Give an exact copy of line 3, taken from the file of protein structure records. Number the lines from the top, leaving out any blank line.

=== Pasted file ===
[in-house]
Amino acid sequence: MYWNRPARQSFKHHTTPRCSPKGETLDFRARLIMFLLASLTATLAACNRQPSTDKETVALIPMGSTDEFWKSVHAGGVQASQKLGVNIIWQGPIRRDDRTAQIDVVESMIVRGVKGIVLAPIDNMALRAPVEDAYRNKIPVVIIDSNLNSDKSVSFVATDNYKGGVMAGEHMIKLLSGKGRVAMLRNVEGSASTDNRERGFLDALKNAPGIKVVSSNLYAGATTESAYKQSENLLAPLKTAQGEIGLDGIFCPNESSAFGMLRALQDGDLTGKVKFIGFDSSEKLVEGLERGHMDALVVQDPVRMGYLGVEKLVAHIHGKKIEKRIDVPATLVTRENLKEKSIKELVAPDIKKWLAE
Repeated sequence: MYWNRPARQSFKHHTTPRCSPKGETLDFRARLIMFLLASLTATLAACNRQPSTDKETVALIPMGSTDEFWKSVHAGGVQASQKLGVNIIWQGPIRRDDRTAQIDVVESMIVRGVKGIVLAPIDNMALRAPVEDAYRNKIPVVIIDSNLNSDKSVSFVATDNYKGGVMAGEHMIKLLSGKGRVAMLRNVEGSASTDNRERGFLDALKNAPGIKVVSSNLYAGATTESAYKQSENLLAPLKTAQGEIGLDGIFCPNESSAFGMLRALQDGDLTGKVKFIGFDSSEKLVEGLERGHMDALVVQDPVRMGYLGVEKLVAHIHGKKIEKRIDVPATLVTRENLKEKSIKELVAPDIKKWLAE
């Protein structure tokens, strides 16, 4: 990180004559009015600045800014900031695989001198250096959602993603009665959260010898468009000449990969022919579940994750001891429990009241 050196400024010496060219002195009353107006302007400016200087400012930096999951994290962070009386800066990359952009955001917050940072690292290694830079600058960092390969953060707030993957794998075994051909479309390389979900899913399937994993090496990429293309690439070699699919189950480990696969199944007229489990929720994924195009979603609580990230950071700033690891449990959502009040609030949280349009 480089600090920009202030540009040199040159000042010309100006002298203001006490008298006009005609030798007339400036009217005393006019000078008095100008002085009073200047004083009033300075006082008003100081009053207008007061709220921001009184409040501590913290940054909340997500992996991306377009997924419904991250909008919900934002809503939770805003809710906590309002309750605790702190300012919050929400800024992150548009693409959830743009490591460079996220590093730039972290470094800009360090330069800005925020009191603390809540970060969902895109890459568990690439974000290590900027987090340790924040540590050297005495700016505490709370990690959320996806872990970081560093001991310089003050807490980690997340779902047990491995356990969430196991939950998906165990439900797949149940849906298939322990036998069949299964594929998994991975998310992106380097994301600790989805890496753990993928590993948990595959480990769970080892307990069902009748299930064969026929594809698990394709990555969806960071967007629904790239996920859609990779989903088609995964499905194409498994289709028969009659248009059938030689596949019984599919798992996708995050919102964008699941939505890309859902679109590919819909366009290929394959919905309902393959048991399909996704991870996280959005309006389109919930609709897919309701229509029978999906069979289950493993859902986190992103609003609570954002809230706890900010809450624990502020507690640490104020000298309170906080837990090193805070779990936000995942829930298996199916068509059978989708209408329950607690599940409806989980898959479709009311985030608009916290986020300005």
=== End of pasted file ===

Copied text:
Repeated sequence: MYWNRPARQSFKHHTTPRCSPKGETLDFRARLIMFLLASLTATLAACNRQPSTDKETVALIPMGSTDEFWKSVHAGGVQASQKLGVNIIWQGPIRRDDRTAQIDVVESMIVRGVKGIVLAPIDNMALRAPVEDAYRNKIPVVIIDSNLNSDKSVSFVATDNYKGGVMAGEHMIKLLSGKGRVAMLRNVEGSASTDNRERGFLDALKNAPGIKVVSSNLYAGATTESAYKQSENLLAPLKTAQGEIGLDGIFCPNESSAFGMLRALQDGDLTGKVKFIGFDSSEKLVEGLERGHMDALVVQDPVRMGYLGVEKLVAHIHGKKIEKRIDVPATLVTRENLKEKSIKELVAPDIKKWLAE